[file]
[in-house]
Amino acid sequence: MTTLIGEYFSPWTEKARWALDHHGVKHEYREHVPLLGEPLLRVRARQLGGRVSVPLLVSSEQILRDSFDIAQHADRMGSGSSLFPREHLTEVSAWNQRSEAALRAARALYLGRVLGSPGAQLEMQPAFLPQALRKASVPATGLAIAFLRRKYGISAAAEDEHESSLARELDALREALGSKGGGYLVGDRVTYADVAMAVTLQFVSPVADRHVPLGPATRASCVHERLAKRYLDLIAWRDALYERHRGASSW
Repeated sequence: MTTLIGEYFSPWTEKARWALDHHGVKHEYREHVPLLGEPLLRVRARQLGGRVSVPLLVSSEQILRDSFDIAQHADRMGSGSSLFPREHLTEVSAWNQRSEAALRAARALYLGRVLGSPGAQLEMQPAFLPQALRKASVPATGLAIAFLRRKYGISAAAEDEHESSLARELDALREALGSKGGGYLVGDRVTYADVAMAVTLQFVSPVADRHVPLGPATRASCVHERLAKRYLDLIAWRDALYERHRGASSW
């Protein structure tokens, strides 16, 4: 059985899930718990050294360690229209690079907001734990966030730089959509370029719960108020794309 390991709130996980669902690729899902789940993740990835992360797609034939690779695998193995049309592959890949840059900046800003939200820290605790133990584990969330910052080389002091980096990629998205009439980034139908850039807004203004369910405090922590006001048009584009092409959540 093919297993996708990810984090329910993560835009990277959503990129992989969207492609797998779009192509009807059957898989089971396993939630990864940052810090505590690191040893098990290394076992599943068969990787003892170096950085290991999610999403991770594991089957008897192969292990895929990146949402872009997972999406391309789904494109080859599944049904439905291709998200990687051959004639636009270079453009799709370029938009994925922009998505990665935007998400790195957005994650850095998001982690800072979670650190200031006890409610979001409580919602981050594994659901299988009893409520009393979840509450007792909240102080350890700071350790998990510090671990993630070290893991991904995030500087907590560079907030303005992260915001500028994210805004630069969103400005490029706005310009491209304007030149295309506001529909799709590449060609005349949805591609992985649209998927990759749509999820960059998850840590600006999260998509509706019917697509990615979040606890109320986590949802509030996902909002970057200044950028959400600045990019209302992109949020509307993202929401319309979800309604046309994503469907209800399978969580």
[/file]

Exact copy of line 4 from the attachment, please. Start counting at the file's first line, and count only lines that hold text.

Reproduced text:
């Protein structure tokens, strides 16, 4: 059985899930718990050294360690229209690079907001734990966030730089959509370029719960108020794309 390991709130996980669902690729899902789940993740990835992360797609034939690779695998193995049309592959890949840059900046800003939200820290605790133990584990969330910052080389002091980096990629998205009439980034139908850039807004203004369910405090922590006001048009584009092409959540 093919297993996708990810984090329910993560835009990277959503990129992989969207492609797998779009192509009807059957898989089971396993939630990864940052810090505590690191040893098990290394076992599943068969990787003892170096950085290991999610999403991770594991089957008897192969292990895929990146949402872009997972999406391309789904494109080859599944049904439905291709998200990687051959004639636009270079453009799709370029938009994925922009998505990665935007998400790195957005994650850095998001982690800072979670650190200031006890409610979001409580919602981050594994659901299988009893409520009393979840509450007792909240102080350890700071350790998990510090671990993630070290893991991904995030500087907590560079907030303005992260915001500028994210805004630069969103400005490029706005310009491209304007030149295309506001529909799709590449060609005349949805591609992985649209998927990759749509999820960059998850840590600006999260998509509706019917697509990615979040606890109320986590949802509030996902909002970057200044950028959400600045990019209302992109949020509307993202929401319309979800309604046309994503469907209800399978969580």